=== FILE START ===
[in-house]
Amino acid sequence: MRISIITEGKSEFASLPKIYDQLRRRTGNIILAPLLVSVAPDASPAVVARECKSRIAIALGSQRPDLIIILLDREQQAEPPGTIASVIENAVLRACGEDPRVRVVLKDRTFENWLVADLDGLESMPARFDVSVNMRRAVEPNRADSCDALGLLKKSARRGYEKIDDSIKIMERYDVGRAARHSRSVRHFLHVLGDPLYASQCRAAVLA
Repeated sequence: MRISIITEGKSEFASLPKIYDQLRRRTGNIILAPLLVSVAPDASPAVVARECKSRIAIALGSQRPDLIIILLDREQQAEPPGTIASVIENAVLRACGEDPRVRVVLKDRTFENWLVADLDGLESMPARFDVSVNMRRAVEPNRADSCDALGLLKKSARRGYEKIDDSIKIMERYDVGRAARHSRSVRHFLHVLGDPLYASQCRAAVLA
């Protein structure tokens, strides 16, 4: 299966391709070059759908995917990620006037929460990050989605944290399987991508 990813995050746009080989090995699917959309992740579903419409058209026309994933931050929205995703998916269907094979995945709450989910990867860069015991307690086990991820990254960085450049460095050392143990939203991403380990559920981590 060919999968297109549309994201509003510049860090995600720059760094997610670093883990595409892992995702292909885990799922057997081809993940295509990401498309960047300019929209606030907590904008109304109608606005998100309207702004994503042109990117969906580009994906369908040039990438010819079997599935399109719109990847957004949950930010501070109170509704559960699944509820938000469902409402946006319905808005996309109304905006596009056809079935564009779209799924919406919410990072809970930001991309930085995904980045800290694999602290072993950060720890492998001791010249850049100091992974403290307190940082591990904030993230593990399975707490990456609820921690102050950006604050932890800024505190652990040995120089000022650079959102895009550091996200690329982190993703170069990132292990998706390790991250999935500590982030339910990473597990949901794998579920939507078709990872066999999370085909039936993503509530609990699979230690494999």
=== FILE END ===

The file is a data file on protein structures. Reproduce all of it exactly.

[in-house]
Amino acid sequence: MRISIITEGKSEFASLPKIYDQLRRRTGNIILAPLLVSVAPDASPAVVARECKSRIAIALGSQRPDLIIILLDREQQAEPPGTIASVIENAVLRACGEDPRVRVVLKDRTFENWLVADLDGLESMPARFDVSVNMRRAVEPNRADSCDALGLLKKSARRGYEKIDDSIKIMERYDVGRAARHSRSVRHFLHVLGDPLYASQCRAAVLA
Repeated sequence: MRISIITEGKSEFASLPKIYDQLRRRTGNIILAPLLVSVAPDASPAVVARECKSRIAIALGSQRPDLIIILLDREQQAEPPGTIASVIENAVLRACGEDPRVRVVLKDRTFENWLVADLDGLESMPARFDVSVNMRRAVEPNRADSCDALGLLKKSARRGYEKIDDSIKIMERYDVGRAARHSRSVRHFLHVLGDPLYASQCRAAVLA
């Protein structure tokens, strides 16, 4: 299966391709070059759908995917990620006037929460990050989605944290399987991508 990813995050746009080989090995699917959309992740579903419409058209026309994933931050929205995703998916269907094979995945709450989910990867860069015991307690086990991820990254960085450049460095050392143990939203991403380990559920981590 060919999968297109549309994201509003510049860090995600720059760094997610670093883990595409892992995702292909885990799922057997081809993940295509990401498309960047300019929209606030907590904008109304109608606005998100309207702004994503042109990117969906580009994906369908040039990438010819079997599935399109719109990847957004949950930010501070109170509704559960699944509820938000469902409402946006319905808005996309109304905006596009056809079935564009779209799924919406919410990072809970930001991309930085995904980045800290694999602290072993950060720890492998001791010249850049100091992974403290307190940082591990904030993230593990399975707490990456609820921690102050950006604050932890800024505190652990040995120089000022650079959102895009550091996200690329982190993703170069990132292990998706390790991250999935500590982030339910990473597990949901794998579920939507078709990872066999999370085909039936993503509530609990699979230690494999």